If 2^k  1 is an odd composite number taken as a spoof prime, then 2^(k1)*(2^k  1) is a "strong" spoofperfect number and every even "strong" spoofperfect number has this form?
There is only one known odd spoofperfect number (found by Rene Descartes) but it is a "weak" spoofperfect number (cf. 'Descartes numbers' and 'Unsolved problems in number theory' links below). (End)
Starting with "1" = (1, 1, 2, 4, 8, ...) convolved with A002450: (1, 5, 21, 85, 341, ...); and (1, 3, 7, 15, 31, ...) convolved with A002001: (1, 3, 12, 48, 192, ...).  Gary W. Adamson, Oct 26 2010
a(n) is also the number of toothpicks in the corner toothpick structure of A153006 after 2^n  1 stages.  Omar E. Pol, Nov 20 2010
The number of ndimensional odd theta functions of halfintegral characteristic. (Gunning, p.22)  Michael Somos, Jan 03 2014
a(n) is the sum of all the remainders when all the odd numbers < 2^n are divided by each of the powers 2,4,8,...,2^n.  J. M. Bergot, May 07 2014
Let b(m,k) = number of ways to form a sequence of m selections, without replacement, from a circular array of m labeled cells, such that the first selection of a cell whose adjacent cells have already been selected (a "first connect") occurs on the kth selection. b(m,k) is defined for m >=3, and for 3 <= k <= m. Then b(m,k)/2m ignores rotations and reflection. Let m=n+2, then a(n) = b(m,m1))/2m. Reiterated, a(n) is the (m1)th column of the triangle b(m,k)/2m, whose initial rows are (1), (1 2), (2 6 4), (6 18 28 8), (24 72 128 120 16), (120 360 672 840 496 32), (720 2160 4128 5760 5312 2016 64); see A249796. Note also that b(m,3)/2m = n!, and b(m,m)/2m = 2^n. Proofs are easy.  Tony Bartoletti, Oct 30 2014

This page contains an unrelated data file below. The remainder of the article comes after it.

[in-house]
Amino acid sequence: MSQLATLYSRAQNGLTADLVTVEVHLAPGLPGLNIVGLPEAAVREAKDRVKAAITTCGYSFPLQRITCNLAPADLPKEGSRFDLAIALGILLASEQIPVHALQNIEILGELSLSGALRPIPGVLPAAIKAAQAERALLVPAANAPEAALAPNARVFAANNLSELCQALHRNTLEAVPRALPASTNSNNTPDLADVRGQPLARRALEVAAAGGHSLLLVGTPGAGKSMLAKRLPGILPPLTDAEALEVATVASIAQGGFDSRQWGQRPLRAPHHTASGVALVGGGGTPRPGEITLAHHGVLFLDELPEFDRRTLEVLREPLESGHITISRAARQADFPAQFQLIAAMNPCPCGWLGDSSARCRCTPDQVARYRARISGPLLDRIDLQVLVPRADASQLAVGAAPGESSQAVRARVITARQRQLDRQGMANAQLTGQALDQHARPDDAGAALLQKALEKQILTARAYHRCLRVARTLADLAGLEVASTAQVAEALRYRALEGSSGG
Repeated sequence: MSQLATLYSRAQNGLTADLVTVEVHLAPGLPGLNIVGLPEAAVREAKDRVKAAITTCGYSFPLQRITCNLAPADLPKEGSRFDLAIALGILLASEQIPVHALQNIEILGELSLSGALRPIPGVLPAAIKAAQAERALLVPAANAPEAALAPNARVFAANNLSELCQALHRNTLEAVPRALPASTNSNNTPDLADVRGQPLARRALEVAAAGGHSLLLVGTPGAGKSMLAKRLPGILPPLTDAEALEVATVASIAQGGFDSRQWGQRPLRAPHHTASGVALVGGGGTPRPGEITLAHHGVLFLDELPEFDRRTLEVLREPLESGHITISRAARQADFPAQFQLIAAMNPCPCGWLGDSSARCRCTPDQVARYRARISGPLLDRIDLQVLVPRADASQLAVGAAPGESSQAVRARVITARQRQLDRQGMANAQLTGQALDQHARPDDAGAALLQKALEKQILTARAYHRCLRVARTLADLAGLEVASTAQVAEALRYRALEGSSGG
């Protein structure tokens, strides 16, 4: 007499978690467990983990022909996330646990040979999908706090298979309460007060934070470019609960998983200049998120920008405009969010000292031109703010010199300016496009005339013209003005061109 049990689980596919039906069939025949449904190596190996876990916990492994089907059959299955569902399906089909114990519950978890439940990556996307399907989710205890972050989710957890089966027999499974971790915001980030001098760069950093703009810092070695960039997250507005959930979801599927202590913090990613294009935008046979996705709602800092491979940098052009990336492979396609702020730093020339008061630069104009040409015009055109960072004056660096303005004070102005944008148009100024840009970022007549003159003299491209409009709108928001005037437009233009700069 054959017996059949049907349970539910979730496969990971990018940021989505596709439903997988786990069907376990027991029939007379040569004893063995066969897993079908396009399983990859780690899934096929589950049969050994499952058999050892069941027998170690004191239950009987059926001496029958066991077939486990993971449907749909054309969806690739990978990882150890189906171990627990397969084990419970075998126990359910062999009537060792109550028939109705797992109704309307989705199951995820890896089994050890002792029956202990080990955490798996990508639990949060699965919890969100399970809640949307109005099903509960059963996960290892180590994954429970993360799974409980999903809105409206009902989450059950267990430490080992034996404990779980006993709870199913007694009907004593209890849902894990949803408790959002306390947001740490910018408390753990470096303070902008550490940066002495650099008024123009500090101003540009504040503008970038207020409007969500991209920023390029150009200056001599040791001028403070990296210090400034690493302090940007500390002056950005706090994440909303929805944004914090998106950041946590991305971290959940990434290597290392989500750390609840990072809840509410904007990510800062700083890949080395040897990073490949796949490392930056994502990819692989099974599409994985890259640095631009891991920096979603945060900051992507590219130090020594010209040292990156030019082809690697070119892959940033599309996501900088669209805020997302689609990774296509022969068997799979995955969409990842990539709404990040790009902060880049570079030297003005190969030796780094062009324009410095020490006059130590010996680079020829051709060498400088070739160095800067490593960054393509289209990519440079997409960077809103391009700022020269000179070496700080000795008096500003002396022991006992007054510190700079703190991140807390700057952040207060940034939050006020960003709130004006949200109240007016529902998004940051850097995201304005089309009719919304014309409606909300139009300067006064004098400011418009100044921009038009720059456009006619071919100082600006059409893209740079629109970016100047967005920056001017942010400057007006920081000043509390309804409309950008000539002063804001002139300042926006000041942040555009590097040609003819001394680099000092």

Beginning at a(1) = 1, this sequence is the sum of the first 2^(n1) numbers of the form 4*k + 1 = A016813(k). For example, a(4) = 120 = 1 + 5 + 9 + 13 + 17 + 21 + 25 + 29.  J. M. Bergot, Dec 07 2014
a(n) is the number of edges in the (2^n  1)dimensional simplex.  Dimitri Boscainos, Oct 05 2015
a(n) is the number of linear elements in a complete plane graph in 2^n points.  Dimitri Boscainos, Oct 05 2015
a(n) is the number of linear elements in a complete parallelotope graph in n dimensions.  Dimitri Boscainos, Oct 05 2015
a(n) is the number of lattices L in Z^n such that the quotient group Z^n / L is C_4.  Álvar Ibeas, Nov 26 2015
a(n) gives the quadratic coefficient of the polynomial ((x + 1)^(2^n) + (x  1)^(2^n))/2, cf. A201461.  Martin Renner, Jan 14 2017